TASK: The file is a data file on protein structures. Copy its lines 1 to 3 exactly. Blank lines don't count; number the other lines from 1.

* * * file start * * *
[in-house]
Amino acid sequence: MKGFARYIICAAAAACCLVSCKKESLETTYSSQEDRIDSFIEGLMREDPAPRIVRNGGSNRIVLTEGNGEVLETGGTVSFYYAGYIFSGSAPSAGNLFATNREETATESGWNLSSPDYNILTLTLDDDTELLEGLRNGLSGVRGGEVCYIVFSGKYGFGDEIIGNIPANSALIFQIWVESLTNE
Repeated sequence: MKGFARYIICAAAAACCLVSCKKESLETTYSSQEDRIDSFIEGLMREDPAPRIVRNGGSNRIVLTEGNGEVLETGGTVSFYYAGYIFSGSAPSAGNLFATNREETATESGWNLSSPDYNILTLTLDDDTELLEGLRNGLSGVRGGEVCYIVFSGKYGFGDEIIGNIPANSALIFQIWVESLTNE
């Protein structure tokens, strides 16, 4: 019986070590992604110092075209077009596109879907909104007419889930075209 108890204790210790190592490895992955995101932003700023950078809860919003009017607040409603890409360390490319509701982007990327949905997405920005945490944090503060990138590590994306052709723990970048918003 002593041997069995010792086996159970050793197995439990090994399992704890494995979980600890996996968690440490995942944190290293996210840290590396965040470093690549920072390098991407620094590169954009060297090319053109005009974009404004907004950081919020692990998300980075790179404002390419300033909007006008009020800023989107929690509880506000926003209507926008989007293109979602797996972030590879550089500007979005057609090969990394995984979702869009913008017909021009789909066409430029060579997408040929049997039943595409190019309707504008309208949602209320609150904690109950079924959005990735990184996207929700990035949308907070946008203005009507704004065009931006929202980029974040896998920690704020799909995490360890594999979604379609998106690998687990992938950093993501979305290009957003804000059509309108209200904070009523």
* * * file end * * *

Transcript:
[in-house]
Amino acid sequence: MKGFARYIICAAAAACCLVSCKKESLETTYSSQEDRIDSFIEGLMREDPAPRIVRNGGSNRIVLTEGNGEVLETGGTVSFYYAGYIFSGSAPSAGNLFATNREETATESGWNLSSPDYNILTLTLDDDTELLEGLRNGLSGVRGGEVCYIVFSGKYGFGDEIIGNIPANSALIFQIWVESLTNE
Repeated sequence: MKGFARYIICAAAAACCLVSCKKESLETTYSSQEDRIDSFIEGLMREDPAPRIVRNGGSNRIVLTEGNGEVLETGGTVSFYYAGYIFSGSAPSAGNLFATNREETATESGWNLSSPDYNILTLTLDDDTELLEGLRNGLSGVRGGEVCYIVFSGKYGFGDEIIGNIPANSALIFQIWVESLTNE